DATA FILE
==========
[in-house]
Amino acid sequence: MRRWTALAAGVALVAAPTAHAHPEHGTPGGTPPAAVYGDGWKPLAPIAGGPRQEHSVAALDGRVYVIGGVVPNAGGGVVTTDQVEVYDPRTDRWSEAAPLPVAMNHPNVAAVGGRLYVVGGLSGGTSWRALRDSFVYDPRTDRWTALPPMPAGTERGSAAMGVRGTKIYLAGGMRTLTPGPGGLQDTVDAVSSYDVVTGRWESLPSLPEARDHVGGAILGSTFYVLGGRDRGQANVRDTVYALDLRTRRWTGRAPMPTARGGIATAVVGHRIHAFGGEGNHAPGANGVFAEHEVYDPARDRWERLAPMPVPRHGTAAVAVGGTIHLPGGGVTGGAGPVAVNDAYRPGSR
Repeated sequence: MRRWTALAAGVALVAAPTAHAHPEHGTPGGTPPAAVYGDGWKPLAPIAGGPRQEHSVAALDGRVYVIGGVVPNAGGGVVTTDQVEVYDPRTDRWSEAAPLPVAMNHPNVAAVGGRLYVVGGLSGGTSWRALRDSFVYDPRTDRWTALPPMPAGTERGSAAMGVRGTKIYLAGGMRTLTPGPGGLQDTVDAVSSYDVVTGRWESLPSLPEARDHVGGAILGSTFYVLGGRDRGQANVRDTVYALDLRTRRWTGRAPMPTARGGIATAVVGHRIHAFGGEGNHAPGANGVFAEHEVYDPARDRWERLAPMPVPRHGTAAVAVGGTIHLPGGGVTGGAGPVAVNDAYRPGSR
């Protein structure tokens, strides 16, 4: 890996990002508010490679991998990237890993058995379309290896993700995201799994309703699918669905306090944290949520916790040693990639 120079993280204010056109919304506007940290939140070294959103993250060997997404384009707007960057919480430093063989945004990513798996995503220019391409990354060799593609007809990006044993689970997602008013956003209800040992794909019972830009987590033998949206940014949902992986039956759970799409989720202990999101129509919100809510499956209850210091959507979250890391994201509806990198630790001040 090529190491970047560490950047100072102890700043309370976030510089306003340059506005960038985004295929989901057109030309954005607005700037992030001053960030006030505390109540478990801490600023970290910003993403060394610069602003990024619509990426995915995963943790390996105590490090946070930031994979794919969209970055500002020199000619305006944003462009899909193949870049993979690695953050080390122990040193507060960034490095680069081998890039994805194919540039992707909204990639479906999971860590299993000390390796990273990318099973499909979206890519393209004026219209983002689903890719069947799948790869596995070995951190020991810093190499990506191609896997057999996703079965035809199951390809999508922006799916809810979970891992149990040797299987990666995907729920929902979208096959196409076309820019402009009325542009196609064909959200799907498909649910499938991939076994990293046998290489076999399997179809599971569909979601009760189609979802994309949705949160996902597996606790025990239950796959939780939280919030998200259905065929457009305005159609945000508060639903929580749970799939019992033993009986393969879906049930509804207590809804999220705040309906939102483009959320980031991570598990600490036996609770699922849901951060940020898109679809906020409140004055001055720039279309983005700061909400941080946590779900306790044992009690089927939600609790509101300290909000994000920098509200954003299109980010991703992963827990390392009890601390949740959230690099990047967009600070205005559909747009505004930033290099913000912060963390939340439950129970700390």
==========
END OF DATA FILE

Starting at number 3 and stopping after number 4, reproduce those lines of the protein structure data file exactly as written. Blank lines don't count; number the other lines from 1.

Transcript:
Repeated sequence: MRRWTALAAGVALVAAPTAHAHPEHGTPGGTPPAAVYGDGWKPLAPIAGGPRQEHSVAALDGRVYVIGGVVPNAGGGVVTTDQVEVYDPRTDRWSEAAPLPVAMNHPNVAAVGGRLYVVGGLSGGTSWRALRDSFVYDPRTDRWTALPPMPAGTERGSAAMGVRGTKIYLAGGMRTLTPGPGGLQDTVDAVSSYDVVTGRWESLPSLPEARDHVGGAILGSTFYVLGGRDRGQANVRDTVYALDLRTRRWTGRAPMPTARGGIATAVVGHRIHAFGGEGNHAPGANGVFAEHEVYDPARDRWERLAPMPVPRHGTAAVAVGGTIHLPGGGVTGGAGPVAVNDAYRPGSR
């Protein structure tokens, strides 16, 4: 890996990002508010490679991998990237890993058995379309290896993700995201799994309703699918669905306090944290949520916790040693990639 120079993280204010056109919304506007940290939140070294959103993250060997997404384009707007960057919480430093063989945004990513798996995503220019391409990354060799593609007809990006044993689970997602008013956003209800040992794909019972830009987590033998949206940014949902992986039956759970799409989720202990999101129509919100809510499956209850210091959507979250890391994201509806990198630790001040 090529190491970047560490950047100072102890700043309370976030510089306003340059506005960038985004295929989901057109030309954005607005700037992030001053960030006030505390109540478990801490600023970290910003993403060394610069602003990024619509990426995915995963943790390996105590490090946070930031994979794919969209970055500002020199000619305006944003462009899909193949870049993979690695953050080390122990040193507060960034490095680069081998890039994805194919540039992707909204990639479906999971860590299993000390390796990273990318099973499909979206890519393209004026219209983002689903890719069947799948790869596995070995951190020991810093190499990506191609896997057999996703079965035809199951390809999508922006799916809810979970891992149990040797299987990666995907729920929902979208096959196409076309820019402009009325542009196609064909959200799907498909649910499938991939076994990293046998290489076999399997179809599971569909979601009760189609979802994309949705949160996902597996606790025990239950796959939780939280919030998200259905065929457009305005159609945000508060639903929580749970799939019992033993009986393969879906049930509804207590809804999220705040309906939102483009959320980031991570598990600490036996609770699922849901951060940020898109679809906020409140004055001055720039279309983005700061909400941080946590779900306790044992009690089927939600609790509101300290909000994000920098509200954003299109980010991703992963827990390392009890601390949740959230690099990047967009600070205005559909747009505004930033290099913000912060963390939340439950129970700390």